The Consumer Ombudsman in Denmark has, after many inquiries from recipients of letters from, among others, NJORD Law Firm, issued a press release addressing this question. The Consumer Ombudsman calls for the letters to be answered, including answers to the questions in the letters. You can read the Consumer Ombudsman’s press release here.

Letters with similar content are sent in the other Scandinavian countries. In this connection, Finland’s Ministry of Education and Culture has published an overview of questions and answers concerning the letters on their website. Here the Ministry also calls for the letters not to be ignored. Further, the Ministry encourages that the proprietor of the IP address investigates whether members of the household or others with access to the Internet connection have committed the infringement specified in the letter. You can read the overview in Finnish here.

In Norway, the Consumer Council (“Forbrukerrådet”), unlike the other Scandinavian countries’ consumer authorities and organizations, has called for recipients not to respond to the letter not to be answered by NJORD Law Firm. This is explained inter alia by: “This appears as solely as a threatening letter, trying to scare customers into paying”. You can read the Norwegian Consumer Council’s press release here. At NJORD Law Firm, we do not agree with the Norwegian Consumer Council, but we want to work with the Norwegian Consumer Council by providing more information about the work, we do. We therefore have held a dialogue meeting in Oslo with, among others, Forbrukerrådet.

In Sweden, Konsumentverket, the Swedish Consumer Agency headed by the Consumer Ombudsman, is in line with Denmark and Finland. Cecilie Norlander, a lawyer at the Consumer Agency, said: “If you consider yourself innocent, you do not have to pay anything and you always have the right to have the case tried before the courts”. It is apparent from the statement that you should not feel obliged to settle if you are innocent. You can read the article with the statement from Konsumentverket in its entirety here.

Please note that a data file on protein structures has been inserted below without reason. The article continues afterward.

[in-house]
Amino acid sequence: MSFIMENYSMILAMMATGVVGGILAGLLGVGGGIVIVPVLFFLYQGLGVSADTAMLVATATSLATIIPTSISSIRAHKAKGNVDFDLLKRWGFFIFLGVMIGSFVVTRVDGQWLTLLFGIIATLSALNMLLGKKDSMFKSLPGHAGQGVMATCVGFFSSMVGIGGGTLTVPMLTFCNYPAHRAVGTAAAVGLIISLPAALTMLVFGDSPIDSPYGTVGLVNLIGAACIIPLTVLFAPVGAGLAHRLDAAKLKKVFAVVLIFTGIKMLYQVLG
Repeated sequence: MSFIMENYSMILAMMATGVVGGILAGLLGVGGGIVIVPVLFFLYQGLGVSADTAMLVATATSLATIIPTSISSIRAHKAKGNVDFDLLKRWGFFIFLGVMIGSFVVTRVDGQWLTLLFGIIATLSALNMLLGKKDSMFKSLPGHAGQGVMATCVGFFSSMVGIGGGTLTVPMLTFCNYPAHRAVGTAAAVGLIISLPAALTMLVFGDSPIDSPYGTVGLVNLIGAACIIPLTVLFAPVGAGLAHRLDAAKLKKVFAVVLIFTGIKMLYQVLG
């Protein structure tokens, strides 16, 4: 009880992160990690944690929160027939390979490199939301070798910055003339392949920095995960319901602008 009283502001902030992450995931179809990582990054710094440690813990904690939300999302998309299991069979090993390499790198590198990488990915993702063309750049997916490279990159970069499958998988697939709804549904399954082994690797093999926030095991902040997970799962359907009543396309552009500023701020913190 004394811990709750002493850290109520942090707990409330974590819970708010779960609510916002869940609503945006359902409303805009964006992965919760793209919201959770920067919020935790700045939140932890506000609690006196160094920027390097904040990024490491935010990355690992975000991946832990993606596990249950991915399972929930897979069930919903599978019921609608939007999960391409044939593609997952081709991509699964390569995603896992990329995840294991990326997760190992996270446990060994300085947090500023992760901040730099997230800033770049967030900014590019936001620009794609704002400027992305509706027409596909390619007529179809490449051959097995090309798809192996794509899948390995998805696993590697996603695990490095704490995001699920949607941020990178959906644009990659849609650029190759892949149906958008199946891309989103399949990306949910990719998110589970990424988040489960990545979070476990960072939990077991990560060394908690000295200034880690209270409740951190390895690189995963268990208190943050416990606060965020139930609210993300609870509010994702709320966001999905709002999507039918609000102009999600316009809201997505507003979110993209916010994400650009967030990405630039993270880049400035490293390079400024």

Should I call or send an e-mail to NJORD Law Firm?

We encourage recipients of out letters to send an email with answers to the questions in the letter to ip@njordlaw.com. We endeavour to answer phone inquiries, but we will not close any cases until we have received a written reply to our letter containing the name and case number. The request for written answers, even in the form of an e-mail, is to avoid any misunderstandings with regards to the information.

Should I settle?

The letter contains an offer for a final settlement and conclusion of the case.

A settlement is a legally binding agreement between the parties regarding the conclusion of the relationship based on the information available. The agreement finalises any issues relating to the specific film(s) concerned.